The Problem with Giving Your Photos Away for Free
“Hi! Can we use your photo? We’ll give you a credit in our publication, but we have no budget to pay for photos.”
This kind of request has become commonplace in the email inboxes of photographers around the world. They come from journalists, TV companies, magazine editors – you name it. Remember that photo of the weasel riding a woodpecker? It was a once in a lifetime shot and went viral worldwide – and rightly so! Wildlife photographers everywhere went green with envy. Just think how much money the photographer Martin Le-May would have got – easily a dream holiday or a new car. But he didn’t.
Martin posted the picture to Twitter and it was soon picked up by countless press entities. And I mean countless, it was ridiculous. Here’s just one exchange:
@MaxineYGordon yes you may use please credit me and if you could advise of use eg url please
— Martin Le-May (@KingYamel) March 4, 2015
Spotted the mistake? He gave it away for nothing. Martin admits he is an amateur photographer and was thrilled to have so much attention for his photo. It’s completely his choice to give it away for free, I understand that. But this is just one example of many that is causing huge damage to the industry and destroying the livelihood of photographers.
Newspapers don’t work for free. They sell their issues and generate massive revenue with each issue, especially the nationals. Think of all those adverts in them too; do you think you’d get very far if you asked for a free issue, let alone a free advert? The “we have no budget” argument is complete rubbish. They know full well what the reality is for photographers, but they take advantage of amateur photographers who just want to see their pictures in print. The thing is, if they’re willing to print your photos for free, chances are they’ll pay for them too – you just have to know how to stand your ground. Offering to give you credit for “exposure to a big audience” is not them trying to help you out, in fact they’re doing completely the opposite.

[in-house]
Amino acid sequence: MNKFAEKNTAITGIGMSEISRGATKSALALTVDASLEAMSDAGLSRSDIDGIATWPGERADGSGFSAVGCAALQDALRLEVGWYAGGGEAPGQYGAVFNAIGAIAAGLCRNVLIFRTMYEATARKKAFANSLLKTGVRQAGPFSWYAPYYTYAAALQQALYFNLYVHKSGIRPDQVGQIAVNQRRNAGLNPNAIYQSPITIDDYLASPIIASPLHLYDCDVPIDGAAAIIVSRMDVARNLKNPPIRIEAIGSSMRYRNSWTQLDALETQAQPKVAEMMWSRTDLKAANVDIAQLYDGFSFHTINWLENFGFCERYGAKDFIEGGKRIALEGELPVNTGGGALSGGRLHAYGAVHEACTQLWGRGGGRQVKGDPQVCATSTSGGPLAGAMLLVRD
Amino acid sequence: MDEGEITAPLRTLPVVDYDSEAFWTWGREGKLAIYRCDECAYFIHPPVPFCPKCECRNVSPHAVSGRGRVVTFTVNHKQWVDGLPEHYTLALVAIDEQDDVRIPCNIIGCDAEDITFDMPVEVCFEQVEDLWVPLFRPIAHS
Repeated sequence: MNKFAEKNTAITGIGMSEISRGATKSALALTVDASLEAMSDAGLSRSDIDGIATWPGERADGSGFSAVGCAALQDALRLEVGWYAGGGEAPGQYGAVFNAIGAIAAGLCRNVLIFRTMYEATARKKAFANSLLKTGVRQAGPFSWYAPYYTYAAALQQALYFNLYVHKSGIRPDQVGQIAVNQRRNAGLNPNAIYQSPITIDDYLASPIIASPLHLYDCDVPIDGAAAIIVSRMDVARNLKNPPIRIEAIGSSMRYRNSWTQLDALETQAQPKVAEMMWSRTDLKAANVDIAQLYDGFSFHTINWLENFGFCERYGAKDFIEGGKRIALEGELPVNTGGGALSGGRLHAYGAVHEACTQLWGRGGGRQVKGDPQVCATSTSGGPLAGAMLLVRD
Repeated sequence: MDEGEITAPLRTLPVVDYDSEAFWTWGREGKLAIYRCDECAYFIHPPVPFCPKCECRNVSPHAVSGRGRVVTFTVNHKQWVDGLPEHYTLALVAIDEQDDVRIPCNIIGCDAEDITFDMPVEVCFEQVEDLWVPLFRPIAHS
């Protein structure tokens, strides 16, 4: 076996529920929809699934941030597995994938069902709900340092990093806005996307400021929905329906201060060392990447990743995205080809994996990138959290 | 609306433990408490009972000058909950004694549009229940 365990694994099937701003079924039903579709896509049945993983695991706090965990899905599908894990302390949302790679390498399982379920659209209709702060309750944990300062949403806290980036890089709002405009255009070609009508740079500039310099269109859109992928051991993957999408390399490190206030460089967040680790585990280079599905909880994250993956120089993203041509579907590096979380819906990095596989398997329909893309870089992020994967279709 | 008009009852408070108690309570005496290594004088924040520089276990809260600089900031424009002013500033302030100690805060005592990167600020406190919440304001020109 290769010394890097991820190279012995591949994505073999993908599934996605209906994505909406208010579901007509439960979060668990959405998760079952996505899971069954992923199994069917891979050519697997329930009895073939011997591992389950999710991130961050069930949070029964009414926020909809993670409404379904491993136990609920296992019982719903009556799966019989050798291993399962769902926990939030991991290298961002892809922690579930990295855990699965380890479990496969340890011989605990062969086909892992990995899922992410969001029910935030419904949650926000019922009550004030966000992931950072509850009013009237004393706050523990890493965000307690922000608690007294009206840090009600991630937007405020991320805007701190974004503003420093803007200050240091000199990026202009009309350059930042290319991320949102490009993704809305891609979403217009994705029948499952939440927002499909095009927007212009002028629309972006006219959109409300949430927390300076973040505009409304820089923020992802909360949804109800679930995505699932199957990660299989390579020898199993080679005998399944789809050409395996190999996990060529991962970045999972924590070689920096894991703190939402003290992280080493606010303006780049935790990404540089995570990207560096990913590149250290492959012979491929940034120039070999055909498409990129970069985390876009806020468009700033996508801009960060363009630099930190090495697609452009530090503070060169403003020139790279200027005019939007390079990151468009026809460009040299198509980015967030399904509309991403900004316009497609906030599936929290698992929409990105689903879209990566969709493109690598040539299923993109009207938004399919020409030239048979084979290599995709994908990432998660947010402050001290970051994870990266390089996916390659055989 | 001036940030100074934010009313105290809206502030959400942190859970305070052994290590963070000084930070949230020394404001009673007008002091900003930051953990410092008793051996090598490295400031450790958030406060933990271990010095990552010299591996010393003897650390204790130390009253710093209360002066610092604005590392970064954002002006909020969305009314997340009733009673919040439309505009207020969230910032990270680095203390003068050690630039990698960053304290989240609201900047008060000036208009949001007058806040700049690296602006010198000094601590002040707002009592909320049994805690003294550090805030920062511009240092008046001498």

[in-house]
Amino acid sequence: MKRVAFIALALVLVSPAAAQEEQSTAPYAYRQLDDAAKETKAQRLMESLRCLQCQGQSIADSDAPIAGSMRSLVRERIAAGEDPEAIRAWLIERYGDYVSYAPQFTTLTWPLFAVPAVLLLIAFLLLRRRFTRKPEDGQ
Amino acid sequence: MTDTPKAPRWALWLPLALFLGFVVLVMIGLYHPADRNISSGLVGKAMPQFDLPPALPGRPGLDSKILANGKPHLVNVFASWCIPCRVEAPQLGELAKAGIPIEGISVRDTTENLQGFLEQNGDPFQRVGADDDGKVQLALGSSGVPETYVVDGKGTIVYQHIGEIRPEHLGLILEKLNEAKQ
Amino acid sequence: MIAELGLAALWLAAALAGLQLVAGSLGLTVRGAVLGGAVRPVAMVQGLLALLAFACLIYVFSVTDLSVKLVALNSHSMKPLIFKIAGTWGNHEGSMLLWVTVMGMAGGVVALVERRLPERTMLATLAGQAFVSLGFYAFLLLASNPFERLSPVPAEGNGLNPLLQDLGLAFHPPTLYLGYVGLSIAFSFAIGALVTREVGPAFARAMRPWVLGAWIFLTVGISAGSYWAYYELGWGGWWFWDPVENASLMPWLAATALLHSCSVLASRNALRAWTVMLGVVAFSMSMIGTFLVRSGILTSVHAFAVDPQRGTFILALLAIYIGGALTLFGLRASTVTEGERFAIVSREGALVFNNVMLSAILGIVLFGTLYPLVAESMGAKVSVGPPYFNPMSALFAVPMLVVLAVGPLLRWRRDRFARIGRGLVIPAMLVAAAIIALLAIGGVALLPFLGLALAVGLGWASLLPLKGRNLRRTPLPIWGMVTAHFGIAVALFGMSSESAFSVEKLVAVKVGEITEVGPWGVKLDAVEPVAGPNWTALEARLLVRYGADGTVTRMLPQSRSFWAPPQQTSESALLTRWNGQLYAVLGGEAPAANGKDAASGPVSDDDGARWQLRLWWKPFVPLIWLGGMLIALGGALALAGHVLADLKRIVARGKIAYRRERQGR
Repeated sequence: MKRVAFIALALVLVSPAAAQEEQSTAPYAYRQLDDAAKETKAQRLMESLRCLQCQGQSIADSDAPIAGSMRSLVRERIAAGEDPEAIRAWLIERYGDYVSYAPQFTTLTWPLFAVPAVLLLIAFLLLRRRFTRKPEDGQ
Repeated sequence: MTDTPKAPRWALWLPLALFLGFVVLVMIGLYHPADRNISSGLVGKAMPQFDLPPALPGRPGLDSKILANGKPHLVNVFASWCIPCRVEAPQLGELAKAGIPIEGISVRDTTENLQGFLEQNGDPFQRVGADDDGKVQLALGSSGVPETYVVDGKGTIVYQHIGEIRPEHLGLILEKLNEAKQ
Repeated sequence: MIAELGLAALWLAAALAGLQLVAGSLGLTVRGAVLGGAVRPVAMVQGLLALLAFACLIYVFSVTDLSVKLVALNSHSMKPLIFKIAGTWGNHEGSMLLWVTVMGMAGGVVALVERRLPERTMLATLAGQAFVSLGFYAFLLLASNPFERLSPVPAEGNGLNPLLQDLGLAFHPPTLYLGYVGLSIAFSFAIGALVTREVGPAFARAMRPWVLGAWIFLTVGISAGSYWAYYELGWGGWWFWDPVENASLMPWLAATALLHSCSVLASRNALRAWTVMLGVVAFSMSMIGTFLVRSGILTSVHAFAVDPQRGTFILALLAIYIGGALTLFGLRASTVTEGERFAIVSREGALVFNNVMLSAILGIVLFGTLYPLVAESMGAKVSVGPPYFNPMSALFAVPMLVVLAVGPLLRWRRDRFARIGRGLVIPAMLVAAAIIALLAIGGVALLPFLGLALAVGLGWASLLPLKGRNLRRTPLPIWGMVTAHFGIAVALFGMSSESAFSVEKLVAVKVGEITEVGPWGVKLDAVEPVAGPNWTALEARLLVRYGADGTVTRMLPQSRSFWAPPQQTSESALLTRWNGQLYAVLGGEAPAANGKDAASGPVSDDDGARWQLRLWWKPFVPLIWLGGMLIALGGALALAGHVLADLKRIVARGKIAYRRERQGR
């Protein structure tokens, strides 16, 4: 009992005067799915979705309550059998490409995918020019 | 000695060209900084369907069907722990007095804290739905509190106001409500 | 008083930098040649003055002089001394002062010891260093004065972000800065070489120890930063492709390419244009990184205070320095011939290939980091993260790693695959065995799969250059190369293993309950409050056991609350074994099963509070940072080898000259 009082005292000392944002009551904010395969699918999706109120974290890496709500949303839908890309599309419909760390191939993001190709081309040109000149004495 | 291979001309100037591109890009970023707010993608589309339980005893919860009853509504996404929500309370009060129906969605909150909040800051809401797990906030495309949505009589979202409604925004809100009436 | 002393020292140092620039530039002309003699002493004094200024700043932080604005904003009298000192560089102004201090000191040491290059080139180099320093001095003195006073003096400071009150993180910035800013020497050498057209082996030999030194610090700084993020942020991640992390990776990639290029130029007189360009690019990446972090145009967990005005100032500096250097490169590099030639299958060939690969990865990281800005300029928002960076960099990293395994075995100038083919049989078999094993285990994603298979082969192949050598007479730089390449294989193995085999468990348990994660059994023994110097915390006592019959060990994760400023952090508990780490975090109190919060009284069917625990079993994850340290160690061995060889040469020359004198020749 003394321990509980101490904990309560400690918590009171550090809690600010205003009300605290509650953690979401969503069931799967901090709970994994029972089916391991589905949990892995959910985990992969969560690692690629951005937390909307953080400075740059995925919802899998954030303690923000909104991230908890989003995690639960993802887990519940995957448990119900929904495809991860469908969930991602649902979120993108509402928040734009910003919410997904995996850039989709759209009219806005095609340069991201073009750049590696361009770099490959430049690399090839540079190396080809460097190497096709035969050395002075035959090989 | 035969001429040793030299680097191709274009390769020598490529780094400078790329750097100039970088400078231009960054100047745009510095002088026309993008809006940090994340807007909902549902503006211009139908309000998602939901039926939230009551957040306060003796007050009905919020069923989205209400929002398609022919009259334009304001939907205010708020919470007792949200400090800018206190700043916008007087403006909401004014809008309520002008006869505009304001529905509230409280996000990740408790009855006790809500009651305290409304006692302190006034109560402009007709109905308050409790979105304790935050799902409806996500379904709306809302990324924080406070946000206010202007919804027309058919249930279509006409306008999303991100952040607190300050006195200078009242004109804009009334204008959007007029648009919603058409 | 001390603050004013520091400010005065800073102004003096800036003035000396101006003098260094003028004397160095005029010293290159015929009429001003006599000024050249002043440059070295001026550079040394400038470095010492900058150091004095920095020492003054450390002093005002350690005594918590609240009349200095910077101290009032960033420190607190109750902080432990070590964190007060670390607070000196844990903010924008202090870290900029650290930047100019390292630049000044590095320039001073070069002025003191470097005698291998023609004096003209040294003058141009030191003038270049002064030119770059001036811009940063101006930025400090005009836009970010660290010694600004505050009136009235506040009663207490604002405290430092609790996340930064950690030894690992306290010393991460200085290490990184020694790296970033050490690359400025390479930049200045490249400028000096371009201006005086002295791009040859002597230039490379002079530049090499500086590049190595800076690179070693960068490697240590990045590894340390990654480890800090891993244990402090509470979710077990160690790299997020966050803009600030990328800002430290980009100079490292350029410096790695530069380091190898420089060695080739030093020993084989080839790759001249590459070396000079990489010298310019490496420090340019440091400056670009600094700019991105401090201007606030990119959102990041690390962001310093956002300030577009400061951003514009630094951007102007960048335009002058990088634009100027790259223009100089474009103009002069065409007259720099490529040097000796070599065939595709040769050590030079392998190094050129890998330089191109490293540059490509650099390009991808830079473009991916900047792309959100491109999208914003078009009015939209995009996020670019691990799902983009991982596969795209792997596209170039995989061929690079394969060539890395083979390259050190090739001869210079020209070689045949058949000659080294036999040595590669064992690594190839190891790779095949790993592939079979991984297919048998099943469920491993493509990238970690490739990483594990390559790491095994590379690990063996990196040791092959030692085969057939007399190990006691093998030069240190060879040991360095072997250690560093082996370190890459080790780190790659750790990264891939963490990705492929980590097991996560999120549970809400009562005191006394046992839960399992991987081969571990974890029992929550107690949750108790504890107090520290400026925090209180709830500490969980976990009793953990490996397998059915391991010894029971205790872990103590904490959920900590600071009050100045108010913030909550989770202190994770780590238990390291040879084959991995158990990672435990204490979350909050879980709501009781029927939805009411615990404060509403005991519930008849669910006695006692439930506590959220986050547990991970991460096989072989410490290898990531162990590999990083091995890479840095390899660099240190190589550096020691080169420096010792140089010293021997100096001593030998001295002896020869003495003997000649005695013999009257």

[easy-tweet tweet=”Just because a photo is on the internet, it doesn’t mean it’s free to use. Understand copyright!” user=”NatureTTL” usehashtags=”no” template=”light”]
The photography stock industry has been hugely depleted thanks to the rise of micro-stock websites, putting many people out of business or forcing them to exploit different revenue streams. It’s now happening to the publishing industry, at least from a photographer’s point of view. Publications are laughing and rubbing their hands together as images are donated to them by photographers, inadvertently increasing the profit margins of their newspaper or magazine.
And that credit line that you’ve been promised? It does NOTHING. How many people do you know that have ever looked at the minuscule credit line next to a photo in a paper and proceeded to buy something from the photographer. It just doesn’t happen, even on the scale of large publications. I sell pictures to publications and I still get my credit line – but not once has this generated a sale. It’s a completely false economy.
Look at this seal photo. I was originally approached on Flickr by a company asking to use it for a mobile company’s advertising campaign in all 360 of their UK stores. Amazingly, they offered me payment upfront – that’s relatively unheard of nowadays, even from people who intend to pay anyway. They offered me £300 – tempting if you don’t really know about the value of photography, sure. But that £300 offer was relatively insulting, considering they ended up paying £2,500 for the use when I told them I meant business.
Further Reading: “What is Copyright? Understanding Your Rights“
What about working with charities?
This is something that I know photographers disagree with each other about. After all, charities are there (mostly) to do good work. Charities contacting wildlife photographers are usually environmental, looking to promote and protect the natural environment that we take our photos within.
Personally, I choose one charity or cause that I work alongside. I do allow my images to be used for free by them, but that’s because I don’t want to take money away from what I know is already a very strapped-for-cash cause. For me this is red squirrel conservation in the UK. I have had a lot of success from photographing red squirrels, and they’re really on the brink of extinction. It’s effectively my donation to the charity.
On the other hand, I charge other charities for use of my photos. Perhaps I’ll be more flexible with the cost here, especially if it is a cause I believe in. It’s possible that some professionals reading this will disagree with this part of the article, but this is how I choose to work. Even so, working with charities is not the main problem as they aren’t big spenders by nature. It’s working with the media for free that is the problem.
As a photographer, you have a responsibility
The message here is don’t work for free. If you’re asked for free images, just say no and ask for payment. You’re not being greedy by asking, and there’s absolutely no reason why someone else should profit from your hard work. Every time someone gives a photo away for free, it’s a potential sale lost by the professional photography community. Why would publications go to someone who charges for their photos if they can get them for free elsewhere? Obviously there’s no law against giving photos away for free, but next time you’re offered a credit line in exchange for your photo please think about what this means for the industry.